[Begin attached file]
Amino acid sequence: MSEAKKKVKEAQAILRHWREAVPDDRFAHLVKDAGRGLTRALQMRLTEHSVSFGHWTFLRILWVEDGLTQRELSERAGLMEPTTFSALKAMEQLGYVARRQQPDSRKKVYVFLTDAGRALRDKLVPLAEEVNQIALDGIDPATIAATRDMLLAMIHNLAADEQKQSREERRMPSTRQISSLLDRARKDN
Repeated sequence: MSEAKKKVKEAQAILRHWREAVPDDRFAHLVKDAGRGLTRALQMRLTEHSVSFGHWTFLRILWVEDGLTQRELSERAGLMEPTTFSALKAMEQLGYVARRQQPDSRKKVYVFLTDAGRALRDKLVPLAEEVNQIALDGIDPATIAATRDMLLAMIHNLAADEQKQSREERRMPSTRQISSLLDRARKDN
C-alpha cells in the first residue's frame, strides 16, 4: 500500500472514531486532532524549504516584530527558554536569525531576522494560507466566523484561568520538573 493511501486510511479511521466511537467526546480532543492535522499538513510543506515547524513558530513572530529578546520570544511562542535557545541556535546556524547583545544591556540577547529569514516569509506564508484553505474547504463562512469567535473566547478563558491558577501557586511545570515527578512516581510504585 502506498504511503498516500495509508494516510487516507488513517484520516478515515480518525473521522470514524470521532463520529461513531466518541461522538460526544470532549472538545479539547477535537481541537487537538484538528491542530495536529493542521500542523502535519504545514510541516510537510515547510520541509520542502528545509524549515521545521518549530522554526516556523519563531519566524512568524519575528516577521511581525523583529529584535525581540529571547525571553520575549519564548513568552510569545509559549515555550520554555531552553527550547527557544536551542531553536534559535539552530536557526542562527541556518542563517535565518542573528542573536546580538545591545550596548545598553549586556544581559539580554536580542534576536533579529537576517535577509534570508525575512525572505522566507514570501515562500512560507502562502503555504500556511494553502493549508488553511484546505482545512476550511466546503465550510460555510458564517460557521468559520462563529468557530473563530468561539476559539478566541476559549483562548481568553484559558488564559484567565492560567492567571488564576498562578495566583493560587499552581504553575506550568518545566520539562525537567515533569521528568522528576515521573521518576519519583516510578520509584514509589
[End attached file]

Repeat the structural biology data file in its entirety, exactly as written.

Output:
Amino acid sequence: MSEAKKKVKEAQAILRHWREAVPDDRFAHLVKDAGRGLTRALQMRLTEHSVSFGHWTFLRILWVEDGLTQRELSERAGLMEPTTFSALKAMEQLGYVARRQQPDSRKKVYVFLTDAGRALRDKLVPLAEEVNQIALDGIDPATIAATRDMLLAMIHNLAADEQKQSREERRMPSTRQISSLLDRARKDN
Repeated sequence: MSEAKKKVKEAQAILRHWREAVPDDRFAHLVKDAGRGLTRALQMRLTEHSVSFGHWTFLRILWVEDGLTQRELSERAGLMEPTTFSALKAMEQLGYVARRQQPDSRKKVYVFLTDAGRALRDKLVPLAEEVNQIALDGIDPATIAATRDMLLAMIHNLAADEQKQSREERRMPSTRQISSLLDRARKDN
C-alpha cells in the first residue's frame, strides 16, 4: 500500500472514531486532532524549504516584530527558554536569525531576522494560507466566523484561568520538573 493511501486510511479511521466511537467526546480532543492535522499538513510543506515547524513558530513572530529578546520570544511562542535557545541556535546556524547583545544591556540577547529569514516569509506564508484553505474547504463562512469567535473566547478563558491558577501557586511545570515527578512516581510504585 502506498504511503498516500495509508494516510487516507488513517484520516478515515480518525473521522470514524470521532463520529461513531466518541461522538460526544470532549472538545479539547477535537481541537487537538484538528491542530495536529493542521500542523502535519504545514510541516510537510515547510520541509520542502528545509524549515521545521518549530522554526516556523519563531519566524512568524519575528516577521511581525523583529529584535525581540529571547525571553520575549519564548513568552510569545509559549515555550520554555531552553527550547527557544536551542531553536534559535539552530536557526542562527541556518542563517535565518542573528542573536546580538545591545550596548545598553549586556544581559539580554536580542534576536533579529537576517535577509534570508525575512525572505522566507514570501515562500512560507502562502503555504500556511494553502493549508488553511484546505482545512476550511466546503465550510460555510458564517460557521468559520462563529468557530473563530468561539476559539478566541476559549483562548481568553484559558488564559484567565492560567492567571488564576498562578495566583493560587499552581504553575506550568518545566520539562525537567515533569521528568522528576515521573521518576519519583516510578520509584514509589